some of you might find the following piece of interest:
Best, Marcel Stoetzler (Bangor University)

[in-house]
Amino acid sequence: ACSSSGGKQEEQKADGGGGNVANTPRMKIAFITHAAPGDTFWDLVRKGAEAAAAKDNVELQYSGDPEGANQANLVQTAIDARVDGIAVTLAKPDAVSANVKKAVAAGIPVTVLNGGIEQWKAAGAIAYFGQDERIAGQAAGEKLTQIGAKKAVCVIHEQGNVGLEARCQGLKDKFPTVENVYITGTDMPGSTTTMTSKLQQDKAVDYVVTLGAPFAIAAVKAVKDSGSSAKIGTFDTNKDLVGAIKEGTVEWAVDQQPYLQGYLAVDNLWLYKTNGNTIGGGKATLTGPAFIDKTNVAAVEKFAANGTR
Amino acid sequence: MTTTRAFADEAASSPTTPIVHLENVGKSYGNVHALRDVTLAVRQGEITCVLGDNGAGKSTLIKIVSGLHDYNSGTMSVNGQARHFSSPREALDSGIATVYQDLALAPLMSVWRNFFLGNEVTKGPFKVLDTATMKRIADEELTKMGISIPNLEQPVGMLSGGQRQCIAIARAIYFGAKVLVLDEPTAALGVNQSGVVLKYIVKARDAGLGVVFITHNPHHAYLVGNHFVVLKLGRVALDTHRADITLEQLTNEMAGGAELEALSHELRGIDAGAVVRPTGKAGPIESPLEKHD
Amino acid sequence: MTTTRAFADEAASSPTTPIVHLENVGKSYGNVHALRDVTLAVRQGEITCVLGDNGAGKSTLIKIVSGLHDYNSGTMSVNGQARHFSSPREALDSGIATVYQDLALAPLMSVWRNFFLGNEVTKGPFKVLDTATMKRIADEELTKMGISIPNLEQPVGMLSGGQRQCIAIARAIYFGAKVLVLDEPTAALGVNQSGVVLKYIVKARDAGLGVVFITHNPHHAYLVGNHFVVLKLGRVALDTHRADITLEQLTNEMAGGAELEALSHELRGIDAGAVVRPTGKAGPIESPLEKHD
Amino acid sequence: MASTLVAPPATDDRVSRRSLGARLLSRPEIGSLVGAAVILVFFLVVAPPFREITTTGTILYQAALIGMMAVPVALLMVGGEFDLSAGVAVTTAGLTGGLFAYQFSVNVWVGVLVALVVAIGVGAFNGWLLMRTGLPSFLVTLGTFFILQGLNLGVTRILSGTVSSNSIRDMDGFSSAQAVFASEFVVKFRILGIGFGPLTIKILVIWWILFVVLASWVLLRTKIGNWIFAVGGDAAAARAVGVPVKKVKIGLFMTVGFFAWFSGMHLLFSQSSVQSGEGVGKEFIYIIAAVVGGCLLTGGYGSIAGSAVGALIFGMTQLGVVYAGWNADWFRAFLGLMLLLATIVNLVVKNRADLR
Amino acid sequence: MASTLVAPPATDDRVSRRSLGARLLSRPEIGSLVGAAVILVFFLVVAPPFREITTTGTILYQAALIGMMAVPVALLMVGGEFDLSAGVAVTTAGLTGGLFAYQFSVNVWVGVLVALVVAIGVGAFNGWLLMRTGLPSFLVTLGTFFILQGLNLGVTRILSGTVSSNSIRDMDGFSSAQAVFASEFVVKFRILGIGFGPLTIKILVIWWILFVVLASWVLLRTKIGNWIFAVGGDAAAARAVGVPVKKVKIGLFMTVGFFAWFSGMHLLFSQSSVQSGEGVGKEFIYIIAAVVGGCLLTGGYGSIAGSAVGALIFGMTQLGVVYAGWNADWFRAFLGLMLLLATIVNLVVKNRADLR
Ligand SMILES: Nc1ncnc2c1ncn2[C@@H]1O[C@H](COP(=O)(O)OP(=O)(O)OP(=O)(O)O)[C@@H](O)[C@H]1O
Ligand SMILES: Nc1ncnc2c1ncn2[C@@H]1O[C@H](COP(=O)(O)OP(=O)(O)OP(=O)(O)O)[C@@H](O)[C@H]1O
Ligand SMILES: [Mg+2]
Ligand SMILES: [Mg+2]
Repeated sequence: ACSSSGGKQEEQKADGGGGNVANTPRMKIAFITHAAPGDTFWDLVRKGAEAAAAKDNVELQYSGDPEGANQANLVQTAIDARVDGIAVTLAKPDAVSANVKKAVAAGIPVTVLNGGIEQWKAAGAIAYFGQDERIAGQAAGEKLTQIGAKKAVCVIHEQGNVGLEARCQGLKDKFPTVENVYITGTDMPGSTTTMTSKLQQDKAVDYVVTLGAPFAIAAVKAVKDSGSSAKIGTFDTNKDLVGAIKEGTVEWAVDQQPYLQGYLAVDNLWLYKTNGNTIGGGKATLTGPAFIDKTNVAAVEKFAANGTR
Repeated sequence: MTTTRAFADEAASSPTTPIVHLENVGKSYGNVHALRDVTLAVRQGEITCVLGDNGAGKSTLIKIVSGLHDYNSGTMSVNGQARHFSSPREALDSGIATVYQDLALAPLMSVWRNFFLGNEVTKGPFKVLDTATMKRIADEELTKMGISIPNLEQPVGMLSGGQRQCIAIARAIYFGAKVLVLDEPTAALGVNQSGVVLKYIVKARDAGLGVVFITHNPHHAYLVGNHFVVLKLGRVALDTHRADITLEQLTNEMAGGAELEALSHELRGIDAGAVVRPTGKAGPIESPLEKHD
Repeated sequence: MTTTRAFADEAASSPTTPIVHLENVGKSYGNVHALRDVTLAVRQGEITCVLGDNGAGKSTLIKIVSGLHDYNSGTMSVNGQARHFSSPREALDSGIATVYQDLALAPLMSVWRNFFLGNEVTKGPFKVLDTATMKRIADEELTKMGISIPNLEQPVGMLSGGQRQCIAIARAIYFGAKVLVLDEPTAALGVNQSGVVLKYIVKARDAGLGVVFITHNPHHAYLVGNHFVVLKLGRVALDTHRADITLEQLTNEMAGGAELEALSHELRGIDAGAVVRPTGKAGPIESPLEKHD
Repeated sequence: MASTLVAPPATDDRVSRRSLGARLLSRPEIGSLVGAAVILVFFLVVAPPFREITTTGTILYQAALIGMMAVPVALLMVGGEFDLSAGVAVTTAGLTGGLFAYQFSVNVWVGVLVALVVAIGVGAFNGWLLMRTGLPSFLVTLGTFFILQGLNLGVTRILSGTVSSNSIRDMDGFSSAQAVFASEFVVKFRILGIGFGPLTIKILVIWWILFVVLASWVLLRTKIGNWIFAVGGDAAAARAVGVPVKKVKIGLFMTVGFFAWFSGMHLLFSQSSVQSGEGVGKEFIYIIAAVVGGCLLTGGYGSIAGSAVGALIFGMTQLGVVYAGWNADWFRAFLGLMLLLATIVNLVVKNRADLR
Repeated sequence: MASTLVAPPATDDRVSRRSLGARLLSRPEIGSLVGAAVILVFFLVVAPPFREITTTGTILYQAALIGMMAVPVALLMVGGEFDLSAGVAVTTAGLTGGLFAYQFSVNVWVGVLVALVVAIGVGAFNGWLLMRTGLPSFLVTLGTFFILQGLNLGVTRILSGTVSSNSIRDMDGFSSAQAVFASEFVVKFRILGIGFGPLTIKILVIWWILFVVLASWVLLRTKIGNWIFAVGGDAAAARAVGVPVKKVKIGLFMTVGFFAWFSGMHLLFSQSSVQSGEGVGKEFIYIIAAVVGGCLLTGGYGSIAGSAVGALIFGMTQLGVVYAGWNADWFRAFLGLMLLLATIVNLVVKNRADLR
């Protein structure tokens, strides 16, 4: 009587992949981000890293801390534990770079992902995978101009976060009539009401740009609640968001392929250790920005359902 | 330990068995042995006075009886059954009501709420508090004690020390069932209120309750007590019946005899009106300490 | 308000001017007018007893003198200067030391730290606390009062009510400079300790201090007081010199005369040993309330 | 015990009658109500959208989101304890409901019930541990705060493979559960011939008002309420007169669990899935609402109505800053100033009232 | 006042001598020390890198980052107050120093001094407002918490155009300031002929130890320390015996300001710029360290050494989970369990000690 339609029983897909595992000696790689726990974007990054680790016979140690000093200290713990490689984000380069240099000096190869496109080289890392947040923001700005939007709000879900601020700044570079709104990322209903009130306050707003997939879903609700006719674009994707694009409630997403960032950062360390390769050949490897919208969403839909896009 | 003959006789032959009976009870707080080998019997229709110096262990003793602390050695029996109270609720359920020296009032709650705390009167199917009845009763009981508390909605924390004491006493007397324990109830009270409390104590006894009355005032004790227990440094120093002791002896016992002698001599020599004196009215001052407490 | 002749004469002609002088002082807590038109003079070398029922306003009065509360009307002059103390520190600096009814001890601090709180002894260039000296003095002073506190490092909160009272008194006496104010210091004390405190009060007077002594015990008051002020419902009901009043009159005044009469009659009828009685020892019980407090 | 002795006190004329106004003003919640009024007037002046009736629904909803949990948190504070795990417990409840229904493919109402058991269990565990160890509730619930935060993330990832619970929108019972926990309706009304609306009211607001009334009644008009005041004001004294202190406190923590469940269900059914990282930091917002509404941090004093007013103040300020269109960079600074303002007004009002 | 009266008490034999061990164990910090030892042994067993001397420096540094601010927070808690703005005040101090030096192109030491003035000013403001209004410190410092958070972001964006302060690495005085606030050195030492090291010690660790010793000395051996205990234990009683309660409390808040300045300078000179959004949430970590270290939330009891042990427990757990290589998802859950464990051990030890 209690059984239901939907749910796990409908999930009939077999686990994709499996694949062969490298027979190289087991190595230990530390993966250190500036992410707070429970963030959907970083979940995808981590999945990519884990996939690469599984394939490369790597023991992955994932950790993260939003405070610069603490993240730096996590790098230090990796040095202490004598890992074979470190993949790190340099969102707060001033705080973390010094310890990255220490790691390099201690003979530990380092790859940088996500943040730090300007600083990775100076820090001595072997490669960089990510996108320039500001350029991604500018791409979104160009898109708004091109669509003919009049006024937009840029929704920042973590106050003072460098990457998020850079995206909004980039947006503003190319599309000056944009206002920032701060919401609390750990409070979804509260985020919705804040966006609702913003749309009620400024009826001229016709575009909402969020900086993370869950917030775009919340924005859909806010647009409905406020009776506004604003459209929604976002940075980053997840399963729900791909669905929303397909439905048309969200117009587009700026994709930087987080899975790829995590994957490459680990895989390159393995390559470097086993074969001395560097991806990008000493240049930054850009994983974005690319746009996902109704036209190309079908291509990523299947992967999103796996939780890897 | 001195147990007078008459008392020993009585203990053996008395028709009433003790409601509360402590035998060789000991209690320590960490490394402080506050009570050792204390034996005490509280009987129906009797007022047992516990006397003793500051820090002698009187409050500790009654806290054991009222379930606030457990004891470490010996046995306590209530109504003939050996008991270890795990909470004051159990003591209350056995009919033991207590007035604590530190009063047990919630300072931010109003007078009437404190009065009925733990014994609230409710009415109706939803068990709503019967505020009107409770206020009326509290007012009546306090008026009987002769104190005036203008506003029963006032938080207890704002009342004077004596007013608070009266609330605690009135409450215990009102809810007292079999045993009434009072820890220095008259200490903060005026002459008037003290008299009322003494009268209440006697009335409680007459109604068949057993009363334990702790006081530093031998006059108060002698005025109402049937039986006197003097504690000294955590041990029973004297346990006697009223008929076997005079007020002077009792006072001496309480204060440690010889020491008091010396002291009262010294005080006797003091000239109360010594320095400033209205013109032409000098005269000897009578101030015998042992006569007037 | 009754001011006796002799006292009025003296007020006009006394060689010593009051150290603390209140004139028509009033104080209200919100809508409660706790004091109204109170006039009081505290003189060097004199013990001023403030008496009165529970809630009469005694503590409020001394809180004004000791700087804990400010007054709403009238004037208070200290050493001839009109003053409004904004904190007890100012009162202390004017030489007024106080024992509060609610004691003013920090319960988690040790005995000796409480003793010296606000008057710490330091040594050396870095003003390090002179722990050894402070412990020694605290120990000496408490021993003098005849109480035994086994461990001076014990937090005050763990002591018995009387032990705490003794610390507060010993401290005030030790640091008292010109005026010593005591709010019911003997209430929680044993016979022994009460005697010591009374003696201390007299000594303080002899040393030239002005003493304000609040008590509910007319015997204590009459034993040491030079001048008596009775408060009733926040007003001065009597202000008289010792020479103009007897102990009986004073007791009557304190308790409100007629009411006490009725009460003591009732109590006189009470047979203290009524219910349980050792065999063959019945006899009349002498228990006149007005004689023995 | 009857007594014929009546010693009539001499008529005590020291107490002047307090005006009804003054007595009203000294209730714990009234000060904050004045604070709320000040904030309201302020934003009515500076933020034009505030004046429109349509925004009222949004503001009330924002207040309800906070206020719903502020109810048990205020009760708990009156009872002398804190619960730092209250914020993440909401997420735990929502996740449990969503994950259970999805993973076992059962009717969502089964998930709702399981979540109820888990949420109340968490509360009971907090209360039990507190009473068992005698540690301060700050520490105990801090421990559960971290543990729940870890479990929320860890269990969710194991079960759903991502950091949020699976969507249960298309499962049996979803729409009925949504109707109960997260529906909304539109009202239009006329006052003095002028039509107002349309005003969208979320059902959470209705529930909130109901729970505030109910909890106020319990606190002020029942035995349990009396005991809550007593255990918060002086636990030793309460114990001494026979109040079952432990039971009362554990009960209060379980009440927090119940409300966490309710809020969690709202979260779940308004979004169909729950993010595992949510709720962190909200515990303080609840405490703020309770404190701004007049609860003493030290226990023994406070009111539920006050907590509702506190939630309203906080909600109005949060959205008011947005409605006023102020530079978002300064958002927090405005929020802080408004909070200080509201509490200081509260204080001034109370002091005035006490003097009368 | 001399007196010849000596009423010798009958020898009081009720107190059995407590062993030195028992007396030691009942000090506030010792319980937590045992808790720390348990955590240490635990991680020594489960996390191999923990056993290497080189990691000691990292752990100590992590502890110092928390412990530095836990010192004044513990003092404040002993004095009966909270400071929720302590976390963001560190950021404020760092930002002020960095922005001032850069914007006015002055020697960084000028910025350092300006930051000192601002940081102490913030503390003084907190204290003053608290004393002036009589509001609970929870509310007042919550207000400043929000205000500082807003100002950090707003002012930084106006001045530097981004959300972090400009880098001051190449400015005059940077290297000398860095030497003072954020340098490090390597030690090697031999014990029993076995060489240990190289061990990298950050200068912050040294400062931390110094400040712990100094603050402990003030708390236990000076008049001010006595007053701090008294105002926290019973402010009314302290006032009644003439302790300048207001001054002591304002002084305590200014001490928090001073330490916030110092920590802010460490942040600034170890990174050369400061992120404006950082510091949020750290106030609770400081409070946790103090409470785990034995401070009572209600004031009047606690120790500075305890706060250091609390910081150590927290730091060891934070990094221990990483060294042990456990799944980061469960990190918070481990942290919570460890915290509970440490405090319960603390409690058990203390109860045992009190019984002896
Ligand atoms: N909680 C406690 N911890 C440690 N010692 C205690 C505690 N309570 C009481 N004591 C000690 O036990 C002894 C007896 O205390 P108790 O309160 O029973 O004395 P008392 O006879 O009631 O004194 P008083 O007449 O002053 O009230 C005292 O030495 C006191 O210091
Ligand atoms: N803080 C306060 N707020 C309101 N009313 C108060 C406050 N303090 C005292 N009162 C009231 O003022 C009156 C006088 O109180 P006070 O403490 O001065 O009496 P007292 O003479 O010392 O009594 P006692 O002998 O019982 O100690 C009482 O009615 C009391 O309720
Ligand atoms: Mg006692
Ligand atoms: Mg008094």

Abstract: Seventy years ago, Querido Verlag, Amsterdam, published a densely written book that went on to become a rather unlikely key title of modern social philosophy. Underneath its surface of granite pessimism elements of a strangely sanguine theory wait to be discovered. Unsurprisingly, given that it was written during WW2 in American exile and published at the beginning of the Cold War, it does not carry its Marxism on its sleeves, but it gives clear enough hints: in the preface, Horkheimer and Adorno state that the aim of the book is ‘to explain why humanity, instead of entering a truly human state, is sinking into a new kind of barbarism’. This addresses the dialectic referenced in the title of the book. The important bit here is the ‘instead of’: the reality of barbarism was undeniable and clearly visible, but the originality of the formulation lies in its implication that humanity could have been expected to enter ‘a truly human state’ sometime earlier in the twentieth century, leaving behind its not so human state. The promise of progress towards humanity, held by socialists (and some liberals), blew up in their faces. It would have been easy and straightforward then to write a book arguing against the holding of such hope, but this would not have been a dialectical book; Dialectic of Enlightenment undertakes to rescue this hope by looking at why progress tipped over into its opposite.